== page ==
The Centers for Disease Control and Prevention said that, as of the past Thursday, over 263.8 million people in the United States – or 79.5% – have received at least one dose of the coronavirus vaccine. Of that population, 67.8%, or 224.9 million people, have received two doses of vaccine, and the total number of doses that have been dispensed in the United States is now 616.2 million. Breaking this down further, 90.4% of the population over the age of 18 – or 233.4 million people – has received at least a first inoculation and 77.5% of the same group – or 200.1 million people – is fully vaccinated.  In addition, 51.8% of that population, or 103.7 million people, has already received a first booster dose of vaccine.


Starting on June 13, 2022, the CDC began to update vaccine data on a weekly basis and publish the updated information on Thursdays by 8 p.m. EDT, a statement on the agency’s website said.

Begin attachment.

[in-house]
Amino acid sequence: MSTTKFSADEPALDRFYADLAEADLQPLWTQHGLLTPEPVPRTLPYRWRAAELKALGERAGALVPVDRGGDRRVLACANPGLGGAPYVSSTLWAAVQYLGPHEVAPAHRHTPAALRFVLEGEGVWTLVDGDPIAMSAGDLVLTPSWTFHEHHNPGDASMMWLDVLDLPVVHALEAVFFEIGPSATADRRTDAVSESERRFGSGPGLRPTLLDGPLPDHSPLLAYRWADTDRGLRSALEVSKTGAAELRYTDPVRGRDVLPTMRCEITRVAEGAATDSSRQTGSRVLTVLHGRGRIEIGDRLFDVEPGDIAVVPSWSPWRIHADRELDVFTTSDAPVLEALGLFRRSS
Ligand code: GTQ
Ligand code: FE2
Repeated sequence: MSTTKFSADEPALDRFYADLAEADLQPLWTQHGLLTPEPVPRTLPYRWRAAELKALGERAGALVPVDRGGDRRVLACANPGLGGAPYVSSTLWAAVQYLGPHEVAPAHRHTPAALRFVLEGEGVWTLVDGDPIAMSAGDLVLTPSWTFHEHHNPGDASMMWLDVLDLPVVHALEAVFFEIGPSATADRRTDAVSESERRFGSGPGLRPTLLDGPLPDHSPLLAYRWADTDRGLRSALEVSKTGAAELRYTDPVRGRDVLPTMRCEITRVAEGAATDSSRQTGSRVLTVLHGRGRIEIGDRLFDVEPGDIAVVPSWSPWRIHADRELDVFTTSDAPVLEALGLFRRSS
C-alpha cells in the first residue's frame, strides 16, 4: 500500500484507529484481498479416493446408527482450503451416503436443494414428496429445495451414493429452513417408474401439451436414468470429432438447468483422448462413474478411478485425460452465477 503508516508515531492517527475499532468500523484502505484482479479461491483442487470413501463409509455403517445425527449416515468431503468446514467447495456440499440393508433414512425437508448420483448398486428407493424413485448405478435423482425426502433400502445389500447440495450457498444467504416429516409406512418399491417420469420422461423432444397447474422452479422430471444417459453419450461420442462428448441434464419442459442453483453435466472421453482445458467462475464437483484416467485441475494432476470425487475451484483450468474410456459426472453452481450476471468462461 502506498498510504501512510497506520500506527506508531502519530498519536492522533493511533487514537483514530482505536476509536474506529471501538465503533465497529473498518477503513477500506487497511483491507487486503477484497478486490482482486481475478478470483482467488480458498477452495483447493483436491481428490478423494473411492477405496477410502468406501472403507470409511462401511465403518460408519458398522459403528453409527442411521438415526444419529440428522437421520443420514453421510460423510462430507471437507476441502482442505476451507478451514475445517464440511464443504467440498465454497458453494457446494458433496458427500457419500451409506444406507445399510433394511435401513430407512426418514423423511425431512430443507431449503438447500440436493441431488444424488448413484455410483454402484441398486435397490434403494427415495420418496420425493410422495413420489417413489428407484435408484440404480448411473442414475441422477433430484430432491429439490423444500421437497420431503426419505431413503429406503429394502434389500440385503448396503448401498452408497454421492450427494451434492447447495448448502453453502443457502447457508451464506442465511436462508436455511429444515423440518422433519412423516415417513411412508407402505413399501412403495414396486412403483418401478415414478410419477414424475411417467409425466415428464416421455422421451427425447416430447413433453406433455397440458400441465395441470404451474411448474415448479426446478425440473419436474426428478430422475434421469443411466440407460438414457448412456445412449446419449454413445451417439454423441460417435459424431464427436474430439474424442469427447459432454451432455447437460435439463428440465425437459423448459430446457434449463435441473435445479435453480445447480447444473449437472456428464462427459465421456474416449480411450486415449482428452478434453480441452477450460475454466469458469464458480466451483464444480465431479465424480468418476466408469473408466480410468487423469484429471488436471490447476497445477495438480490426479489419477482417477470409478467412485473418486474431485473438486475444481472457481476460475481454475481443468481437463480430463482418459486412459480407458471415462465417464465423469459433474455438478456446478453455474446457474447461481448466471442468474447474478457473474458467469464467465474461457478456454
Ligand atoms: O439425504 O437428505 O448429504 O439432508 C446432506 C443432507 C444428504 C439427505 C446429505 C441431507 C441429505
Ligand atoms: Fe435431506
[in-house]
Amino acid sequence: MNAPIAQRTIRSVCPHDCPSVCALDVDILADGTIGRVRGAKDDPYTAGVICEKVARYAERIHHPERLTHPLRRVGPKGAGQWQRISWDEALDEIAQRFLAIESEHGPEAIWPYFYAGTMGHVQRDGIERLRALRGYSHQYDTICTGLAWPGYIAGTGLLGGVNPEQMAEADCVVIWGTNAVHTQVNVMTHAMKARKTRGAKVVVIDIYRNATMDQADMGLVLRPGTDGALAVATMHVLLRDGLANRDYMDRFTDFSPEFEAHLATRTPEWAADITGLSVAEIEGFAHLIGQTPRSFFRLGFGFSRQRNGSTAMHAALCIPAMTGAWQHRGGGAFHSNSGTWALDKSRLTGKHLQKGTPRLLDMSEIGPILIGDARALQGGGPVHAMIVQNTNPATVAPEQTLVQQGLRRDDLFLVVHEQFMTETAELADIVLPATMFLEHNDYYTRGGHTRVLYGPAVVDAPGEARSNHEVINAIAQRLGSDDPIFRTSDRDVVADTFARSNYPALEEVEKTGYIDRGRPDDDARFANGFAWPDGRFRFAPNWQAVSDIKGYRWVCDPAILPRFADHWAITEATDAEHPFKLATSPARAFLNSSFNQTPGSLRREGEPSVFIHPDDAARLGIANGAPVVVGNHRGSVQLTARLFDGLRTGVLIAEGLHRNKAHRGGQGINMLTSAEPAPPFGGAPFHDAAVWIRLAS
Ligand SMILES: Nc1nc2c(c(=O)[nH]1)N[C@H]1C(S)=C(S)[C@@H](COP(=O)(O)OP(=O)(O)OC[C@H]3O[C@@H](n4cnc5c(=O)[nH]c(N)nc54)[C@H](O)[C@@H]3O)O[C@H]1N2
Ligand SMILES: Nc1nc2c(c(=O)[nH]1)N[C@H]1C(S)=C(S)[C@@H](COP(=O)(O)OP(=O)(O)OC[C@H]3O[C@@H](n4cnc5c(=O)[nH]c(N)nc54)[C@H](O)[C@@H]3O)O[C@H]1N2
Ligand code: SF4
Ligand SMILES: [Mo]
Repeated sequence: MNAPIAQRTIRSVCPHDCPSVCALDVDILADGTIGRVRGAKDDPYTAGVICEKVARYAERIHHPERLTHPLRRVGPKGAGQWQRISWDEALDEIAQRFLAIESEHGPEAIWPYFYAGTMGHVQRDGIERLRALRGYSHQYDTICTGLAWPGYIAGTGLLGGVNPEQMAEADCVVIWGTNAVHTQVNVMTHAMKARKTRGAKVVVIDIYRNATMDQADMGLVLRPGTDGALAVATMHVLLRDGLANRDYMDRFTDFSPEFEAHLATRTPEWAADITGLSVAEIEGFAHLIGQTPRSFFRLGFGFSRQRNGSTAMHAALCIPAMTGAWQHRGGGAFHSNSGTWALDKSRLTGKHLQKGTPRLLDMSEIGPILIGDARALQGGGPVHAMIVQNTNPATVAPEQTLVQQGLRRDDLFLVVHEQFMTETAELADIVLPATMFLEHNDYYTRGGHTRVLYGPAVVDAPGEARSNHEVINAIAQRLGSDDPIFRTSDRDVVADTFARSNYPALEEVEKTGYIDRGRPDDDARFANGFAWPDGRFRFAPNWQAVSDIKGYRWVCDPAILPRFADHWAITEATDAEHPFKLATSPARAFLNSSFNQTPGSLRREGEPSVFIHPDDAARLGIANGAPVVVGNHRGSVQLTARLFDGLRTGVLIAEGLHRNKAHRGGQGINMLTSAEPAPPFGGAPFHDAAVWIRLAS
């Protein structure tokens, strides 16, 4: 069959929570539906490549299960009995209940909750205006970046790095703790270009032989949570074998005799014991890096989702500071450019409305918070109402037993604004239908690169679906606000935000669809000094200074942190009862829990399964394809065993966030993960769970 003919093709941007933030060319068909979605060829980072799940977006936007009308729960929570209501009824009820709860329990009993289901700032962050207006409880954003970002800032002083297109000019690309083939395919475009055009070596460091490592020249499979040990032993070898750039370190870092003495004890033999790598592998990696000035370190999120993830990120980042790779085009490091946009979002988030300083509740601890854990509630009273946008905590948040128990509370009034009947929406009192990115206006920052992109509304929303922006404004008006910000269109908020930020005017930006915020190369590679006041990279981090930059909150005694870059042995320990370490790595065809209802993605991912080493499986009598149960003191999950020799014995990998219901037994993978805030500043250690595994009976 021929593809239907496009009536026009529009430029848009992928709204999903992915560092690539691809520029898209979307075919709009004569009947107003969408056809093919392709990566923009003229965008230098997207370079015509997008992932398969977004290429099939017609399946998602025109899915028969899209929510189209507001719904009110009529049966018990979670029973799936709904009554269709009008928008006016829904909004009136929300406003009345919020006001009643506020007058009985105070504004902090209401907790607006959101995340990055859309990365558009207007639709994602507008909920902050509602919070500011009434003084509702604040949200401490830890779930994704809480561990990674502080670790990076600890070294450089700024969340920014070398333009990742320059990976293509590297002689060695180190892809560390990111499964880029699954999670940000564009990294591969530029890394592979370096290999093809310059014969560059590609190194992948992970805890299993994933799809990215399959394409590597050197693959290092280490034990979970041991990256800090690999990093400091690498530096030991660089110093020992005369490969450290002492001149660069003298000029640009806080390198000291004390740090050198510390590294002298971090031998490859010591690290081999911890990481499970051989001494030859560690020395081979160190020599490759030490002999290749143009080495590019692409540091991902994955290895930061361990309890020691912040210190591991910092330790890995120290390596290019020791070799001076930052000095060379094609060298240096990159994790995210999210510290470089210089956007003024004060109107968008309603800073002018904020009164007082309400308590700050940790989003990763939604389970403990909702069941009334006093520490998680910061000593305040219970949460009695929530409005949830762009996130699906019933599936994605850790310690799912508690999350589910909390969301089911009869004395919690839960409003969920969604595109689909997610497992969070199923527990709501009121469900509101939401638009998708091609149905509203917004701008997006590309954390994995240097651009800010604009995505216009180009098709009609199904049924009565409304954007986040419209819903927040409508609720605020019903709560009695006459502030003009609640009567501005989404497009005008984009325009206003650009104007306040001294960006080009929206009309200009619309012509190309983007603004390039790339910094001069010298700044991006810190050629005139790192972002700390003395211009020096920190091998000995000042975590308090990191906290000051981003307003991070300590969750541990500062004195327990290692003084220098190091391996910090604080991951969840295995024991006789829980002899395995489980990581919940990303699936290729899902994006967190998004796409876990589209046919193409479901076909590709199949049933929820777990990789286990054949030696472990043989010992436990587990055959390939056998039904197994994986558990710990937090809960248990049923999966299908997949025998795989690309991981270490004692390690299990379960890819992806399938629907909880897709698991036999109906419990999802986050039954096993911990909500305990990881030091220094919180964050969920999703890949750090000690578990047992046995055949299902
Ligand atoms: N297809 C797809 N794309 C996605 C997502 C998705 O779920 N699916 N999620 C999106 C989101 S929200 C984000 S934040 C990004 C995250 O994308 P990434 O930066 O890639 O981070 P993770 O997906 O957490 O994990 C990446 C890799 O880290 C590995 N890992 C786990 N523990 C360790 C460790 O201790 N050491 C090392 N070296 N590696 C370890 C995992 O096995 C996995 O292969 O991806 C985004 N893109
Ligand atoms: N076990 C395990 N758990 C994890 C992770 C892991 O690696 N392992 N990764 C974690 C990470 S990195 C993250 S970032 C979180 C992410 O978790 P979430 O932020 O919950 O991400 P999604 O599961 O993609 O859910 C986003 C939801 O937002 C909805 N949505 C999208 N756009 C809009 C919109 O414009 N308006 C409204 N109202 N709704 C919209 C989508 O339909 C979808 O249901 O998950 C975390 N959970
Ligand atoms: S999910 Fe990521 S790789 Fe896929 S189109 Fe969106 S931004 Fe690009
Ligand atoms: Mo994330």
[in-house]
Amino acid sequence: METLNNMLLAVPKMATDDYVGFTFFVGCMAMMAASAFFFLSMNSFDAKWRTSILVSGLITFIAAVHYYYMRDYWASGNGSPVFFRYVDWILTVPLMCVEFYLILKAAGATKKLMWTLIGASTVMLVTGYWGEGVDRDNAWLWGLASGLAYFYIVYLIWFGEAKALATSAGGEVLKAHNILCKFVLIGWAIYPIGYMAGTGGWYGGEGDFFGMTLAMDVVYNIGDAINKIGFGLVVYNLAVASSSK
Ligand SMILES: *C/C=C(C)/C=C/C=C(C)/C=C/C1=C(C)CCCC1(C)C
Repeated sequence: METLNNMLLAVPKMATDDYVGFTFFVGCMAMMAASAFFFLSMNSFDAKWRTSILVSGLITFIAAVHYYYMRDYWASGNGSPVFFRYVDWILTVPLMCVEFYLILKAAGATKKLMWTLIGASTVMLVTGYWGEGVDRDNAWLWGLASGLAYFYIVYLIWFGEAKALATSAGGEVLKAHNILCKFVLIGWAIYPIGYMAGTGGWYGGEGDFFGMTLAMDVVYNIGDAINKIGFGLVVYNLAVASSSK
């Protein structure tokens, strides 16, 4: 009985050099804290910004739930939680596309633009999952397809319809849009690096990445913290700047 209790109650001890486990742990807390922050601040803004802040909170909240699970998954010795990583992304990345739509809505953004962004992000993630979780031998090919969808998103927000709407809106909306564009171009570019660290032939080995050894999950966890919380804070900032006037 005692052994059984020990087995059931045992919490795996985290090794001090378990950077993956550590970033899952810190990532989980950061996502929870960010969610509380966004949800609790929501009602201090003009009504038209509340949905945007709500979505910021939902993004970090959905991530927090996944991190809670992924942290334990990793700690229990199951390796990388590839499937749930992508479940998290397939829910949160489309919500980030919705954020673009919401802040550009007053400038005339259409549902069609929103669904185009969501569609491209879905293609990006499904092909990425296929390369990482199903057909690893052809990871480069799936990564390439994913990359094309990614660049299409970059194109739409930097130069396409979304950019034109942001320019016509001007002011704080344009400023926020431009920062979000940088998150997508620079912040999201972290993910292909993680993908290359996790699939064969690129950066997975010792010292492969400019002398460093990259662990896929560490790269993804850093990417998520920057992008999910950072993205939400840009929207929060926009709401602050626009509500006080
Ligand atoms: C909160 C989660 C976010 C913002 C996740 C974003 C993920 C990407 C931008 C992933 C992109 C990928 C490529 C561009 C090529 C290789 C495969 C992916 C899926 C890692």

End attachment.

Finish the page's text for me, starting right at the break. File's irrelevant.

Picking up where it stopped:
Some 68% of the world population has received at least one dose of coronavirus vaccine by Wednesday, according to Our World in Data, an online scientific publication that tracks such information.  So far, 12.72 billion doses of the vaccine have been administered on a global basis and 3.22 million doses are now administered each day.


Meanwhile, only 22.6% of people in low-income countries have received one dose, while in countries such as Canada, China, Denmark, France, Italy, the United Kingdom, and the United States, at least 75% of the population has received at least one dose of vaccine.


Only a handful of the world’s poorest countries – Bangladesh, Bhutan, Cambodia and Nepal – have reached the 70% mark in vaccinations. Many countries, however, are under 20% and, in countries such as Haiti, Senegal, and Tanzania, for example, vaccination rates remain in the single digits, if not lower.


In addition, with the start of vaccinations in North Korea, Eritrea remains the only country in the world that has not administered vaccines.


Anna Breuer contributed reporting to this story.


(Photo: Accura Media Group)